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Five years ago BMC made the decision to become a private company and used this period out of the glare of Wall Street to re-evaluate and reinvent itself for the cloud era. BMC had been considering an IPO, but instead it was acquired earlier this year by KKR.

While BMC remains an independent software company, its long-term nemesis CA Technologies that remained a public quoted company, has also just been acquired, by Broadcom, whose stated intention is to develop CA Technologies as a software division of the conglomerate. Ovum considers these once two direct competitors have chosen different paths. While BMC’s strategy is now showing dividends from going private, CA Technologies faces a different future.

BMC is delivering on its objectives to become the modern platform for the cloud

Ovum research (ICT Enterprise Insights 2017/18 – Global: IoT, Cloud, and AI) found that on average, organizations are running approximately 28% of their workloads in the cloud. The strategy driving BMC has changed very little over the past seven years. At its core is the belief that organizations should be able to manage, monitor, and automate across disparate systems, which now also include hybrid and multicloud environments.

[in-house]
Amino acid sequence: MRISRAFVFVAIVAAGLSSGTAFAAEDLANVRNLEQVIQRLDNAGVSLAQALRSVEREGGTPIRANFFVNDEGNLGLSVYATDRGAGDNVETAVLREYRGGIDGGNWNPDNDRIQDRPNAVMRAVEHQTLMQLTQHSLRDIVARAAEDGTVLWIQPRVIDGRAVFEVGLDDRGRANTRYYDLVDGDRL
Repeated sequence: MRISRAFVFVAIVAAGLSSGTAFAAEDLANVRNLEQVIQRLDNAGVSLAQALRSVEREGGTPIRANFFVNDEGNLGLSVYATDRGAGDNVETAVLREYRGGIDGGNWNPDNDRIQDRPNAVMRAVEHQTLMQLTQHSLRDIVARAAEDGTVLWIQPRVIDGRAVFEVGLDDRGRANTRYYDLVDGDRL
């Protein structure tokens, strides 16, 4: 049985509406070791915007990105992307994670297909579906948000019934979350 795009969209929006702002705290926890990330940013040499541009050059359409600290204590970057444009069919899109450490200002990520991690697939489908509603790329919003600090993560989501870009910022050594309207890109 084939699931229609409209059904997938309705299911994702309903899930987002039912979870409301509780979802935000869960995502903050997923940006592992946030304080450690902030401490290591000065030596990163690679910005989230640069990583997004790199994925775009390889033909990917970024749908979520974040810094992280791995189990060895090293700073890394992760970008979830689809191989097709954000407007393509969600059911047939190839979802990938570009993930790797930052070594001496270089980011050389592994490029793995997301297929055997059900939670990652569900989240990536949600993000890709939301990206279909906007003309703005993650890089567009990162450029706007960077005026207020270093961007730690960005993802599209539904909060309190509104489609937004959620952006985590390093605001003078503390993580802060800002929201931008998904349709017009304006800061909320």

BMC has long been a proponent of DevOps and has developed many integrated solutions between its service management and automation technologies. However, one of the current focus areas for BMC is how to inject some control and governance into the DevOps process. BMC has created a difference for itself in a crowded market by focusing on the practical aspects of managing the IT delivery and support process. While its main competitor in the service management space is pursuing line-of-business buyers, BMC remains predominantly focused on IT buyers. Because lines of business are expected to be the largest budget holders in terms of IT purchases within the next couple of years, this approach might appear counter-intuitive, but BMC believes that a better strategy is providing IT with the solutions to expand IT’s role within organizations, and increase IT’s influence. This approach makes sense because often line-of-business buyers are not yet experienced in purchasing IT solutions, and these purchases can fail once integration with existing data and systems is required. Ovum considers the role of IT is not to purchase these solutions, but instead to be a trusted advisor to the line of business, and to ensure that solutions can be integrated in the existing architecture and deliver maximum benefit.


Further reading

The Challenges and Benefits of Management in an as-a-Service World, INT003-000061 (March 2018)


Roy Illsley, Principal Analyst, Infrastructure Solutions

[email protected]